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Acetal



 

Additional recommended knowledge

An acetal is a molecule with two single bonded oxygens attached to the same carbon atom.

Traditional usages distinguish ketal from acetals; where the acetal has one R group as H-. Current accepted terminology classifies ketals as a subset of acetals. For engineering applications, "acetal" is shorthand for the plastic polyoxymethylene, which is a polyacetal.

Formation of an acetal occurs when the hydroxyl group of a hemiacetal becomes protonated and is lost as water. The oxonium ion that is produced is then rapidly attacked by a molecule of alcohol. Loss of the proton from the attached alcohol gives the acetal. Acetals are stable compared to hemiacetals but their formation is reversible as with esters. As a reaction to create an acetal proceeds, water must be removed from the reaction mixture or it will hydrolyse the product. The formation of acetals reduces the total number of molecules present and therefore is not favourable with regards to entropy. A way to improve this is to use an orthoester as a source of alcohol. Aldehydes and ketones undergo a process called acetal exchange with orthoesters to give acetals. Water produced along with the acetal product is used up in hydrolysing the orthoester and producing more alcohol to be used in the reaction.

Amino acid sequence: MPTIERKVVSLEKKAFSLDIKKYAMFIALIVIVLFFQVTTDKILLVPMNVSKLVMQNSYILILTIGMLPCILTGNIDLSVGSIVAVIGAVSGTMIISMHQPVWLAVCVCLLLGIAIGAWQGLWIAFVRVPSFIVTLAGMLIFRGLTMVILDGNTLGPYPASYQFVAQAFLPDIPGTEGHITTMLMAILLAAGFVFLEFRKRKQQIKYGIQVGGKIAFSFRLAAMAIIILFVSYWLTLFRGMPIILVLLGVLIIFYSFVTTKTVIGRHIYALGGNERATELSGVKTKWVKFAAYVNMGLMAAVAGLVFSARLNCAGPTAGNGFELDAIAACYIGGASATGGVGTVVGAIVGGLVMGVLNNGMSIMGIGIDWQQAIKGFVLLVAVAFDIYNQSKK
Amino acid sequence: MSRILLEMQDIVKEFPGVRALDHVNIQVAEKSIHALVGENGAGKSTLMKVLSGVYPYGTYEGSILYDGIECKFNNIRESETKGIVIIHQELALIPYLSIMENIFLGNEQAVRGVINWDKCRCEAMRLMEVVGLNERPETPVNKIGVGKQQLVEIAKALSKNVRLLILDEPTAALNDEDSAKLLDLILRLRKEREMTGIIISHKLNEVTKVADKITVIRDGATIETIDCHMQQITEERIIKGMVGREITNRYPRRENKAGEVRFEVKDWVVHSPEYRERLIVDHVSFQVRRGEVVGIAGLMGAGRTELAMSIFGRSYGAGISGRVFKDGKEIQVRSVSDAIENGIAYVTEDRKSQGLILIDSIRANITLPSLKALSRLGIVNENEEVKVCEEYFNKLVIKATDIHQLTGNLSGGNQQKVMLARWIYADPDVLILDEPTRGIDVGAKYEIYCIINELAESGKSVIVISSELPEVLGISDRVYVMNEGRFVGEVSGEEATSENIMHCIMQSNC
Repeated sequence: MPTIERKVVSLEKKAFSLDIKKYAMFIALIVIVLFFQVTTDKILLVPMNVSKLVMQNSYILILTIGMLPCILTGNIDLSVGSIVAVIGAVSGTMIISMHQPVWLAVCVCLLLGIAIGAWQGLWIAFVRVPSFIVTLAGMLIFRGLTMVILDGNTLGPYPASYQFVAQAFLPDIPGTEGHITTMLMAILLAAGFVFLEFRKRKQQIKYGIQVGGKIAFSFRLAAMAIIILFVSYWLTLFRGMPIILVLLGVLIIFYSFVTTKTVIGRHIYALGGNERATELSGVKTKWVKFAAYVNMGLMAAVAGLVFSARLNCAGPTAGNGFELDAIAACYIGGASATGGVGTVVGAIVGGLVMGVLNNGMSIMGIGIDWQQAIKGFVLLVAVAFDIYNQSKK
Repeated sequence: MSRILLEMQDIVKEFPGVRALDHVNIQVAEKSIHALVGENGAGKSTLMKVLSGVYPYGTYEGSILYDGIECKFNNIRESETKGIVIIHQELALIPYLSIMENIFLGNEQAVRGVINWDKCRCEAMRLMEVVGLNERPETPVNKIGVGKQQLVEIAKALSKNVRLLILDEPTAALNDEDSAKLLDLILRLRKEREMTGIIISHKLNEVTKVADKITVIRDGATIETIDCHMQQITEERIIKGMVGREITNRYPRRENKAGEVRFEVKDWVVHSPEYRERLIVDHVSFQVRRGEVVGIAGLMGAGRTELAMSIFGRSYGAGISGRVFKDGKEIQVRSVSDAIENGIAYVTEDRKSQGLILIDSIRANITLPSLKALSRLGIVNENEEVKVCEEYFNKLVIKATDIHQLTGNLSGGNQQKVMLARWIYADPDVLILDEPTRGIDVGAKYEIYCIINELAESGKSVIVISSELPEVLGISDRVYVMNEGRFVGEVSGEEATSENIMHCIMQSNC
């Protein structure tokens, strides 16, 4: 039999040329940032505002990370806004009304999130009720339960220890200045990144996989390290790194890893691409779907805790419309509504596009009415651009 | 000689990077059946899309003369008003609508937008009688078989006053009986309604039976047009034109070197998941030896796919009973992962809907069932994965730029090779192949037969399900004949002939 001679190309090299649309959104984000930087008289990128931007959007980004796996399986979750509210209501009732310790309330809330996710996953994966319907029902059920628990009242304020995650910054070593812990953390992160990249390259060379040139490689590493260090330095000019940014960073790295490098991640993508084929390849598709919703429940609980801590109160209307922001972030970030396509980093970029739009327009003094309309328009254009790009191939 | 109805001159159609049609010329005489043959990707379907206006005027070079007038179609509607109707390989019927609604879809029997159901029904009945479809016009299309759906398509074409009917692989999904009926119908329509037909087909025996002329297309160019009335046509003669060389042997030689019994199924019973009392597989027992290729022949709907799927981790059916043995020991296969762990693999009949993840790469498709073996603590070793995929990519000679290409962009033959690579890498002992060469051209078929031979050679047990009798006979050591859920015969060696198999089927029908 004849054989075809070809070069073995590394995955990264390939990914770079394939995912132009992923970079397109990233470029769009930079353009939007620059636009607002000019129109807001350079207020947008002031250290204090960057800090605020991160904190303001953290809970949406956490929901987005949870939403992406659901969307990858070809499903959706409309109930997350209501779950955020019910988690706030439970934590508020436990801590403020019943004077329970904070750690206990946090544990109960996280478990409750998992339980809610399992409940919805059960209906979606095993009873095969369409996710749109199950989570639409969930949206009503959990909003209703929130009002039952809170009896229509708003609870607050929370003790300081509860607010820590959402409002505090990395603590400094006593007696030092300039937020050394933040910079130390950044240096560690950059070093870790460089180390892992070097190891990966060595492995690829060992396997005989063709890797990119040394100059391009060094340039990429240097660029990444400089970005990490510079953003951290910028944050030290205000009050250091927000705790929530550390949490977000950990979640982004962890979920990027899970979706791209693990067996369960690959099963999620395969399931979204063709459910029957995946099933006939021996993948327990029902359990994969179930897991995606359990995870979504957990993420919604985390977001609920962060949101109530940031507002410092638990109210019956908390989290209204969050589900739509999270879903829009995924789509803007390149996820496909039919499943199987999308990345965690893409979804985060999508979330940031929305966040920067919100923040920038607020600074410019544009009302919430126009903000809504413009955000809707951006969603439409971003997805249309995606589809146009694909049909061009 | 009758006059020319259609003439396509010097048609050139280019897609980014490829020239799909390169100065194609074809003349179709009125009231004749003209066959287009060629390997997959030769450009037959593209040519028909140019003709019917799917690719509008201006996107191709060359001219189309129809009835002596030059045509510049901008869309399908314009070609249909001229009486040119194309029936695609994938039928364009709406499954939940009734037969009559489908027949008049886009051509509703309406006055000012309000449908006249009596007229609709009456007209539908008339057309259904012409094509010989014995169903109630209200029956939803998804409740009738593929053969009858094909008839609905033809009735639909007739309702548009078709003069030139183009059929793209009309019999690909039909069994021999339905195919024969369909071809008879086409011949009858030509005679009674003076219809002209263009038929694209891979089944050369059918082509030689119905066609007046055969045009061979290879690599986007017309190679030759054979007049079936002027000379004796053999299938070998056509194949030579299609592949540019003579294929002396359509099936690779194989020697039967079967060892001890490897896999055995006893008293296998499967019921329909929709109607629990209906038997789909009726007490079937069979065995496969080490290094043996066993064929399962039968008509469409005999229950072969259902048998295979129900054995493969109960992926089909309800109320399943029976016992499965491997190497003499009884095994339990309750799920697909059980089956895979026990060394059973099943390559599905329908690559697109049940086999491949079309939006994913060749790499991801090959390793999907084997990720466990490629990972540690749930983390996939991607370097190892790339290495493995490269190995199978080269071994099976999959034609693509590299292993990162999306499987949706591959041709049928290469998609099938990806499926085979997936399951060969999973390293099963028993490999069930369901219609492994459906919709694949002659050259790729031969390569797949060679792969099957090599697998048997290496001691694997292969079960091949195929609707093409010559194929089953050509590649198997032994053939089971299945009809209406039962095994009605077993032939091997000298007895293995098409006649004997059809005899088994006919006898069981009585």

Acetals are important in nature, for example in solution the most stable form of glucose is its cyclic hemiacetal and maltose is an acetal made from two glucose units. Acetaldehyde diethyl acetal is an important flavouring compound in distilled beverages.[1]

Acetals are sometimes used as protecting groups for carbonyl groups in organic synthesis as they are stable with respect to hydrolysis by bases.

Acetal based plastics

Advantages of use of acetal based plastics

  • they are chemically resistant
  • they have a very low water absorption
  • resistant to hydrolysis by base

Disadvantages of use of acetal based plastics

  • low impact strength
  • low melting temperature
  • more rigid than nylons

References

  1. ^ Volatile Compounds in Foods and Beverages, ISBN 0824783905, http://books.google.com/books?id=_OvXjhLUz-oC, p.554
 
This article is licensed under the GNU Free Documentation License. It uses material from the Wikipedia article "Acetal". A list of authors is available in Wikipedia.
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